Leaving Skagway, we have another beautiful trip down the Lynn Canal.

Several Pacific White-Sided Dolphins soon join us and zig zag on our bow.

The U. S. Coast Guard and several gill net fishing boats are out but we have no sightings of any other pleasure boats.

The cruising in Alaska has been so strange this year with the lack of both private boats and big cruise ships.

Our home for several days is Funter Bay. The salmon are jumping all around as we anchor in Coots Cove. After deploying two crab traps, we head out for some fishing. It’s too rough to go out in Lynn Canal for Halibut so we troll inside the bay. We are rewarded with three nice size pink salmon. They also call these “humpies” because they develop a hump on their back as they get ready to spawn. Below is a chart on the different types of salmon here in Alaska.

We end up spending four days in Funter while again waiting on the winds to calm down. We were thankful to have moved onto the free public dock on day three. That night we had wind gusts up to 60 mph. We sleep much better knowing we are safely tied to a dock.

Fishing was productive in Funter with a total of 7 Pink Salmon and 6 more Dungeness crabs. We were hoping to find a halibut somewhere around but that wasn’t to be.

Leaving Funter, we try trolling for salmon in Icy Strait with Idyll Time. We are still learning our techniques for this as most of our fishing has been done from our dinghy. We manage to hook up with one pink salmon. This is our first salmon catch from the big boat so we are pretty happy. There are some prime spots for halibut in Icy Strait but we find the current too strong. The halibut will have to wait for another day.

As we pass Hoonah on the way to our anchorage in Frederick Sound, we see the two cruise ship docks empty. That is a sight you don’t usually see.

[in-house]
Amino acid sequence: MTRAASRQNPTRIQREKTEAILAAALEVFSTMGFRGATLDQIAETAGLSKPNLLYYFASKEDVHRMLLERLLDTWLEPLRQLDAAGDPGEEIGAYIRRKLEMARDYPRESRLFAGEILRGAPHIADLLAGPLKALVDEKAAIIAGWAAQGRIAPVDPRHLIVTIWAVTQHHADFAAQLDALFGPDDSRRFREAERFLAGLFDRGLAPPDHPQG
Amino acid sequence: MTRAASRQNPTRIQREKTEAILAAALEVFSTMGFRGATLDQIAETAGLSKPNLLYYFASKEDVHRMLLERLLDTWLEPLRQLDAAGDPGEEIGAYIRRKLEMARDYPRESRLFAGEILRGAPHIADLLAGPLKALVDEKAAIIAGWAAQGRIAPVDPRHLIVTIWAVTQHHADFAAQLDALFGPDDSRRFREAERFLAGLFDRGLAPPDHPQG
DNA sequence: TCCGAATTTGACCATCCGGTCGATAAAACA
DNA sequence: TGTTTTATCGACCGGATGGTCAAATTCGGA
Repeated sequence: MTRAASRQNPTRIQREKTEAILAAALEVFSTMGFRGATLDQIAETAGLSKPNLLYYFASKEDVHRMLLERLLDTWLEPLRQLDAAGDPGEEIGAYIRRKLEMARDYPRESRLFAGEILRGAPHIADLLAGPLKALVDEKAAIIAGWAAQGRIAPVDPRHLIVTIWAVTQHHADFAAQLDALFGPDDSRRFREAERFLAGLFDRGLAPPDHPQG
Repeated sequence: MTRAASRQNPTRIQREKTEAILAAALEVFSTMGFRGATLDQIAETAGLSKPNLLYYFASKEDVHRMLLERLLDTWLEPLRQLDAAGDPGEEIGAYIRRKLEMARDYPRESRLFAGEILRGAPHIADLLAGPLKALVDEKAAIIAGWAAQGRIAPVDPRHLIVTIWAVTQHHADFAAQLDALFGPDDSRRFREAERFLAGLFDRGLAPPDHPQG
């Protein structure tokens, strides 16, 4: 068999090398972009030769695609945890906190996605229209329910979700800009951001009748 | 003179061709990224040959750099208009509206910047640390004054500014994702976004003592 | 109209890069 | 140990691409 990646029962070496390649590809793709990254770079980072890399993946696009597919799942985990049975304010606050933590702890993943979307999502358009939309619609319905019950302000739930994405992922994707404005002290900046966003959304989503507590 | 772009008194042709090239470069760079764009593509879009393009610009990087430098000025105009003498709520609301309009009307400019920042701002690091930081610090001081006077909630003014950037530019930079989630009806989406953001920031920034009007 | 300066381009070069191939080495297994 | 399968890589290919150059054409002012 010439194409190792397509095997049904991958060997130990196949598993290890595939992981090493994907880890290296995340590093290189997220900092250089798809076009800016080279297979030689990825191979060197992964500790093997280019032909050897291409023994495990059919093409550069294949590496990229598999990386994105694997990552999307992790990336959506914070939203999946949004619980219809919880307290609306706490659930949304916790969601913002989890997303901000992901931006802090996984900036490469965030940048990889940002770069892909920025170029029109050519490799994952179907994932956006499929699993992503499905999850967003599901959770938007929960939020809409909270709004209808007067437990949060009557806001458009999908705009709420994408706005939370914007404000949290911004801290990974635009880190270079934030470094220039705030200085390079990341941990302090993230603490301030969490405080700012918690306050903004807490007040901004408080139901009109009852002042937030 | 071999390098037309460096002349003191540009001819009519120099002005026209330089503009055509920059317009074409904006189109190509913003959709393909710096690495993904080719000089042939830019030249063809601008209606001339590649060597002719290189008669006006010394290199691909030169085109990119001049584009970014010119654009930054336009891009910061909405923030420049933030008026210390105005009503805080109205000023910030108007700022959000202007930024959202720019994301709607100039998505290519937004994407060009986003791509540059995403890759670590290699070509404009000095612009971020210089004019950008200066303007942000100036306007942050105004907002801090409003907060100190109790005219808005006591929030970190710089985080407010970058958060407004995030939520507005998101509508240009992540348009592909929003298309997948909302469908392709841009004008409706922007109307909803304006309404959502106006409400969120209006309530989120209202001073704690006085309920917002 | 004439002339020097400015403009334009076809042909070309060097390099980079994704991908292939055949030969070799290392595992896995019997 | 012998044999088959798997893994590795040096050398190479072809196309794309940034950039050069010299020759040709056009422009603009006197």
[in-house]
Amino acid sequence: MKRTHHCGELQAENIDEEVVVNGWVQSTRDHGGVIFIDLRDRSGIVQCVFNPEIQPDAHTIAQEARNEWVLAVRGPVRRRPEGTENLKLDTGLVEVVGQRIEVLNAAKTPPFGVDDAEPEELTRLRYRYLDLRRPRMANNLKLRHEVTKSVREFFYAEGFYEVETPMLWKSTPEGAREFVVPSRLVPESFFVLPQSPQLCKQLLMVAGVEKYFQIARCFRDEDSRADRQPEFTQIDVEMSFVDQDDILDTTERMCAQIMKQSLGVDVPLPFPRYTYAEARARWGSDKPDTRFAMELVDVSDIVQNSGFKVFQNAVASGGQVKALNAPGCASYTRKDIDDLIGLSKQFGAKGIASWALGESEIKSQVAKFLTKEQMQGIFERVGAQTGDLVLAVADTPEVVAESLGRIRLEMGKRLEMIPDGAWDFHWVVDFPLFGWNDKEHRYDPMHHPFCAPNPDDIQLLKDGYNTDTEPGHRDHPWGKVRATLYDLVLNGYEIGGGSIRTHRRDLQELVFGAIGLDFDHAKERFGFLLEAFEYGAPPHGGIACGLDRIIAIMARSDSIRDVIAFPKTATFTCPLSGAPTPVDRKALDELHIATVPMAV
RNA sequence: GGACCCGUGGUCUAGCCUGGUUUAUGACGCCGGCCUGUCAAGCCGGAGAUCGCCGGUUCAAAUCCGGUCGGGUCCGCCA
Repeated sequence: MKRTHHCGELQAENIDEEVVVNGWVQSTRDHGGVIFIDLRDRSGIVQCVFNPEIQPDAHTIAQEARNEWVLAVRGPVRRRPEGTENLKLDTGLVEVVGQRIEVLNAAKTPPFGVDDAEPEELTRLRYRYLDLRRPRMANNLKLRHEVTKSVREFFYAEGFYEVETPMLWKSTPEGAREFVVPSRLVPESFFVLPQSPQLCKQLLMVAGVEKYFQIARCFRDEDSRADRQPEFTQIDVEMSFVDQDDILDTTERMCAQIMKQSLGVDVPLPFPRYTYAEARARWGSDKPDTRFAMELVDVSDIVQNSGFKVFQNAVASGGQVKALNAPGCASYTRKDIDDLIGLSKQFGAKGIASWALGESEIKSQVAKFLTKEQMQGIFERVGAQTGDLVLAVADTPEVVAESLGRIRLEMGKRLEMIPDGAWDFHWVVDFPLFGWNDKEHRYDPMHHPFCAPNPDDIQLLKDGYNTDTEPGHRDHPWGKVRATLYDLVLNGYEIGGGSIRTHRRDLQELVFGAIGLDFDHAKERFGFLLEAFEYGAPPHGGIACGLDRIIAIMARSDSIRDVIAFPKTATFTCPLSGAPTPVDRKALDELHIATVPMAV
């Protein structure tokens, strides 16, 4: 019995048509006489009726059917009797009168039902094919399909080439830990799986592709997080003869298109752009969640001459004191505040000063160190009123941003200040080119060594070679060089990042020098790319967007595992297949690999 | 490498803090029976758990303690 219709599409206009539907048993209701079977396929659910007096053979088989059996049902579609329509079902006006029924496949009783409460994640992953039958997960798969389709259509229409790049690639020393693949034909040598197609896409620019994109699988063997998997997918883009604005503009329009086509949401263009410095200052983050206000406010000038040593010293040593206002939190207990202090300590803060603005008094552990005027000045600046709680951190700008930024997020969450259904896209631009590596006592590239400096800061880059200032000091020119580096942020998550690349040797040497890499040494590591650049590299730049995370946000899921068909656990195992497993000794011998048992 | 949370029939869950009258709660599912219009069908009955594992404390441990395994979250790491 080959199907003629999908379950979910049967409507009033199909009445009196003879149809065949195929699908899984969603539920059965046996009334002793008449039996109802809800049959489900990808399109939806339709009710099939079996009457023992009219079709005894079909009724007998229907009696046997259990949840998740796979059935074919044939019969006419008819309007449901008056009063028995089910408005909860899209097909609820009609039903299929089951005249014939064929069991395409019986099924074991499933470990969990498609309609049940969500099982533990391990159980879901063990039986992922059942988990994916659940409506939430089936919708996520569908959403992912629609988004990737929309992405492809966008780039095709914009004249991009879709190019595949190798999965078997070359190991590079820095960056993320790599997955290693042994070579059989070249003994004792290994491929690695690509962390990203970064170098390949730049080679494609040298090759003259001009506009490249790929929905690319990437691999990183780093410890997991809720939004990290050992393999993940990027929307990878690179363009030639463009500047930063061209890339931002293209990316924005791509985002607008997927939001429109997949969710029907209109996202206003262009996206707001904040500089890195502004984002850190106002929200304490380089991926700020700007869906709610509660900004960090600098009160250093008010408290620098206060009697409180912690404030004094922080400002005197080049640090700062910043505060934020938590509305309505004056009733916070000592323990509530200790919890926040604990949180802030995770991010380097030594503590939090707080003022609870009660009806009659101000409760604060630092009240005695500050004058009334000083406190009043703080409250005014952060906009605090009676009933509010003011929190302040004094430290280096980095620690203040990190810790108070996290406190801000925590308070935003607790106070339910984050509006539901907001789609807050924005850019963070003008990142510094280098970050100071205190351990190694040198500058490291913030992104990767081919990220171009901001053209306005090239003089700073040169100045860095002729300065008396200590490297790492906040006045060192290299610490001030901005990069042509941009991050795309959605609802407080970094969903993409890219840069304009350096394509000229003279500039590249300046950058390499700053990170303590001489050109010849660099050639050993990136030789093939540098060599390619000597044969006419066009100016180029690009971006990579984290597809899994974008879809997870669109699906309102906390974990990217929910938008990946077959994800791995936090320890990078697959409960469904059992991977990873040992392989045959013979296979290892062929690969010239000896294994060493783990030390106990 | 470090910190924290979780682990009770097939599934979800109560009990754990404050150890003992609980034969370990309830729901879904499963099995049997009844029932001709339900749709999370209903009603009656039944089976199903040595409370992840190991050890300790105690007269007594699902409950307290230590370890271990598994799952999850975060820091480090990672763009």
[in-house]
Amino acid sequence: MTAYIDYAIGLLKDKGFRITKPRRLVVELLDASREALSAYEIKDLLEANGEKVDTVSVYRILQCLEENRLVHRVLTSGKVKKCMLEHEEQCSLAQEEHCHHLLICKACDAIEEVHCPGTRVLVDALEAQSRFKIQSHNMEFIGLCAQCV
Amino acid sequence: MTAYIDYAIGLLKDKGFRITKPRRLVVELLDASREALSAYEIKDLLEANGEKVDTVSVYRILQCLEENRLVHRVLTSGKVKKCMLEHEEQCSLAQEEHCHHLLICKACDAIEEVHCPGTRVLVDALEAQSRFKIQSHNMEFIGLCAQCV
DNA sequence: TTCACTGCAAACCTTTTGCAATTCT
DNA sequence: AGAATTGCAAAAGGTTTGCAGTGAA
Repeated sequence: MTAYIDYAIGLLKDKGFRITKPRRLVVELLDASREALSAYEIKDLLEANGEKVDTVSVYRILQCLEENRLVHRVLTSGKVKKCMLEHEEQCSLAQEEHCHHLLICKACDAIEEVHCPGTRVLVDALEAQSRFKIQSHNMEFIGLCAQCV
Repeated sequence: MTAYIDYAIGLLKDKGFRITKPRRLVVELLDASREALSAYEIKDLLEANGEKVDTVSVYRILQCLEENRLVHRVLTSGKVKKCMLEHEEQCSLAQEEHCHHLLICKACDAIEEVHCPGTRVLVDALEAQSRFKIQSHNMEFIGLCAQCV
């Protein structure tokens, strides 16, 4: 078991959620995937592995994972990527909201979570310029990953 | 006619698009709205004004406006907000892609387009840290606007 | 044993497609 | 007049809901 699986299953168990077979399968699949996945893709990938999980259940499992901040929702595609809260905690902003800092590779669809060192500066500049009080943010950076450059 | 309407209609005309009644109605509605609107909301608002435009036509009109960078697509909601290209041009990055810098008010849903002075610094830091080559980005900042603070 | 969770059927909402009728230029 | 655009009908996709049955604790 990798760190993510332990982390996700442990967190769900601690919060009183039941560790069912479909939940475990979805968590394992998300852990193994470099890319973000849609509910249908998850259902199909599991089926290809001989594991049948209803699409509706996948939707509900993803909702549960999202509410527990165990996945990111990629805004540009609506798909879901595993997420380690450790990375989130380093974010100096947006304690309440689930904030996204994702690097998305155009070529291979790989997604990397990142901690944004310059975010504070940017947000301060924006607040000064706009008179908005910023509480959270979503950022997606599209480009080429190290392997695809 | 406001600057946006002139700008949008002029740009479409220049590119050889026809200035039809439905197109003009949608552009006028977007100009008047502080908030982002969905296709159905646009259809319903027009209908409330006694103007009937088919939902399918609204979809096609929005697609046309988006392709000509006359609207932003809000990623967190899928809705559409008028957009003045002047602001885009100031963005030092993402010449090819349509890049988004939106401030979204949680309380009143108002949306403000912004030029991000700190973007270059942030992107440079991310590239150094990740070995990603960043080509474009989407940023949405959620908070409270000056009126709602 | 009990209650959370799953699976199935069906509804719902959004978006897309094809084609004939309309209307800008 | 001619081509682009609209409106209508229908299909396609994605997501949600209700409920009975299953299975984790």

Our anchorage for the evening is at the head of Frederick Sound. This is wilderness cruising and very few boats venture this deep into this sound on Chichagof Island. We were here two years ago and named this Murnan Cove in remembrance of our good friends Jack and Barbara Murnan who were aboard at the time. Jack caught a 47 lb. halibut here just after anchoring. It has become one of our favorite anchorages.

Our first task after anchoring is to set out a halibut rig. The tail of the pink salmon that we caught earlier today is used as bait. An hour later, we are rushing to the rod holder containing a now screaming reel. We try to slow the line quickly paying out but the halibut soon shakes the hook and the line goes slack. Another one has gotten away! We rebait the hook with the fresh pink salmon head in hopes that the halibut will return. Soon afterwards, we are again racing to the deck and grabbing the rod as it is quickly paying out. We can tell that a big halibut is hooked. For the next hour we take turns trying to reel him in. We get him to the surface and see he is probably the largest halibut we have ever hooked. Jeff attempts to harpoon him but the fish is so thick that the harpoon doesn’t penetrate fully. A second jab drives the harpoon through his body and we have him secured to the side cleat. Now what do we do with him? He is too big to clean on our swim platform. Our only real option is to travel back to Hoonah the next morning. There we can bring him ashore and fillet. We leave him in the cold water overnight and are up early the next day on our way to Hoonah.

Our halibut measures 63” long. He is too heavy to lift up for weighing but based in his size we estimate him to weigh around 110 lbs. Our freezers are full so now we are off to Juneau to unload some fish. Thanks for following along.

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